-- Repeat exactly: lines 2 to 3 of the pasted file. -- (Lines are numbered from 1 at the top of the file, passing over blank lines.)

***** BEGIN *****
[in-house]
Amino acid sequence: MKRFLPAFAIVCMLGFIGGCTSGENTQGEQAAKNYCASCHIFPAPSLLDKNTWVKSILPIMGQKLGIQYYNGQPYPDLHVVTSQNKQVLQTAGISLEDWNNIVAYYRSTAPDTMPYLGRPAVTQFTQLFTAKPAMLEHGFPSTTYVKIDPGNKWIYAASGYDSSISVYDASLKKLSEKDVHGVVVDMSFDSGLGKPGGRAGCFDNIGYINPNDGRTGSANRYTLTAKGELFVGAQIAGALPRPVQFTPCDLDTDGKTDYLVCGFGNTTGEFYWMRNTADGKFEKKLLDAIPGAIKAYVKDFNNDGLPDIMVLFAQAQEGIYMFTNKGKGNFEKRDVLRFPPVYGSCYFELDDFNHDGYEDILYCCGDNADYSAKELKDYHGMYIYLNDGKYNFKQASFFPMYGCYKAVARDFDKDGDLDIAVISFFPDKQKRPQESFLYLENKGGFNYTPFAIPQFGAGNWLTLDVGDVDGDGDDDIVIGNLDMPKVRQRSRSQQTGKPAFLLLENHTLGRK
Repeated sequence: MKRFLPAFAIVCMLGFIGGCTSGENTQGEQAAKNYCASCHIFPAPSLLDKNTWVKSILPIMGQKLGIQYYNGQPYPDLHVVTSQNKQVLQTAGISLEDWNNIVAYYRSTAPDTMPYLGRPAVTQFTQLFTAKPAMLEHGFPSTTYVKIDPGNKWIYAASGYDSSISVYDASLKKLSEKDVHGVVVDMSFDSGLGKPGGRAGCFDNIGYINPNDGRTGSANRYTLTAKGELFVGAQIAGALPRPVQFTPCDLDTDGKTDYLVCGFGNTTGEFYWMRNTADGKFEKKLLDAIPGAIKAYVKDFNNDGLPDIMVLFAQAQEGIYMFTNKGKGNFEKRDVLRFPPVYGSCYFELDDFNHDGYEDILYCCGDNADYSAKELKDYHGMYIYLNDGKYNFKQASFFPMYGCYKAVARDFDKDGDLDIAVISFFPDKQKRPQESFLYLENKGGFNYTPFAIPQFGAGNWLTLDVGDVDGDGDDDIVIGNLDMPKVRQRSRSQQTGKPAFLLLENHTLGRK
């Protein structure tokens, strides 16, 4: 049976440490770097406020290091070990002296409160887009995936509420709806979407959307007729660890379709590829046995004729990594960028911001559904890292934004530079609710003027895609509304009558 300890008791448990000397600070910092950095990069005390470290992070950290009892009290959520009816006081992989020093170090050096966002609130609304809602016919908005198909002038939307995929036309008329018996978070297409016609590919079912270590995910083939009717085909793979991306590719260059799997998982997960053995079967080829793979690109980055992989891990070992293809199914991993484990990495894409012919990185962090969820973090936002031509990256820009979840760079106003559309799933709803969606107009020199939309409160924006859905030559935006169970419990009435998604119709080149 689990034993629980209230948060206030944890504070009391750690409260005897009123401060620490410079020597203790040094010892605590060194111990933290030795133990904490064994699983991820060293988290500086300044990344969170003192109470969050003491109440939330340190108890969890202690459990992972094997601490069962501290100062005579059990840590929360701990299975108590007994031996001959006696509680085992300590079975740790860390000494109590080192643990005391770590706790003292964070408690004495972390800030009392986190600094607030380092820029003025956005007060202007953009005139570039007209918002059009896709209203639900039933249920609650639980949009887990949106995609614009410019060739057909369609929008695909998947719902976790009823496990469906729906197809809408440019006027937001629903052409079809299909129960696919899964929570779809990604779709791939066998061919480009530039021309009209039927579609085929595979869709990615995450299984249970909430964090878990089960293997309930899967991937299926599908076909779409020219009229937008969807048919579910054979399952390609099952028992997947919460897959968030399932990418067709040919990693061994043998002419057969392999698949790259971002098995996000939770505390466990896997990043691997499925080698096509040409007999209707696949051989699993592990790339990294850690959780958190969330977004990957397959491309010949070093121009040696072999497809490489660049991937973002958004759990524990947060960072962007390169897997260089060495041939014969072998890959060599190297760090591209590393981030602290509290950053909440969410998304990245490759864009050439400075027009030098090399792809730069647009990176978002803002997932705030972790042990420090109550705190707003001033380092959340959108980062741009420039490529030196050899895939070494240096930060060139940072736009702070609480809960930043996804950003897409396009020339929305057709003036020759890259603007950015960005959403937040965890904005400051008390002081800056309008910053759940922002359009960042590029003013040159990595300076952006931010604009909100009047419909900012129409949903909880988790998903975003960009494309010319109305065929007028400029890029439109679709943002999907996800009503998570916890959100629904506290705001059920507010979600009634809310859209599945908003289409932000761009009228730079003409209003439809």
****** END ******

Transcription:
Amino acid sequence: MKRFLPAFAIVCMLGFIGGCTSGENTQGEQAAKNYCASCHIFPAPSLLDKNTWVKSILPIMGQKLGIQYYNGQPYPDLHVVTSQNKQVLQTAGISLEDWNNIVAYYRSTAPDTMPYLGRPAVTQFTQLFTAKPAMLEHGFPSTTYVKIDPGNKWIYAASGYDSSISVYDASLKKLSEKDVHGVVVDMSFDSGLGKPGGRAGCFDNIGYINPNDGRTGSANRYTLTAKGELFVGAQIAGALPRPVQFTPCDLDTDGKTDYLVCGFGNTTGEFYWMRNTADGKFEKKLLDAIPGAIKAYVKDFNNDGLPDIMVLFAQAQEGIYMFTNKGKGNFEKRDVLRFPPVYGSCYFELDDFNHDGYEDILYCCGDNADYSAKELKDYHGMYIYLNDGKYNFKQASFFPMYGCYKAVARDFDKDGDLDIAVISFFPDKQKRPQESFLYLENKGGFNYTPFAIPQFGAGNWLTLDVGDVDGDGDDDIVIGNLDMPKVRQRSRSQQTGKPAFLLLENHTLGRK
Repeated sequence: MKRFLPAFAIVCMLGFIGGCTSGENTQGEQAAKNYCASCHIFPAPSLLDKNTWVKSILPIMGQKLGIQYYNGQPYPDLHVVTSQNKQVLQTAGISLEDWNNIVAYYRSTAPDTMPYLGRPAVTQFTQLFTAKPAMLEHGFPSTTYVKIDPGNKWIYAASGYDSSISVYDASLKKLSEKDVHGVVVDMSFDSGLGKPGGRAGCFDNIGYINPNDGRTGSANRYTLTAKGELFVGAQIAGALPRPVQFTPCDLDTDGKTDYLVCGFGNTTGEFYWMRNTADGKFEKKLLDAIPGAIKAYVKDFNNDGLPDIMVLFAQAQEGIYMFTNKGKGNFEKRDVLRFPPVYGSCYFELDDFNHDGYEDILYCCGDNADYSAKELKDYHGMYIYLNDGKYNFKQASFFPMYGCYKAVARDFDKDGDLDIAVISFFPDKQKRPQESFLYLENKGGFNYTPFAIPQFGAGNWLTLDVGDVDGDGDDDIVIGNLDMPKVRQRSRSQQTGKPAFLLLENHTLGRK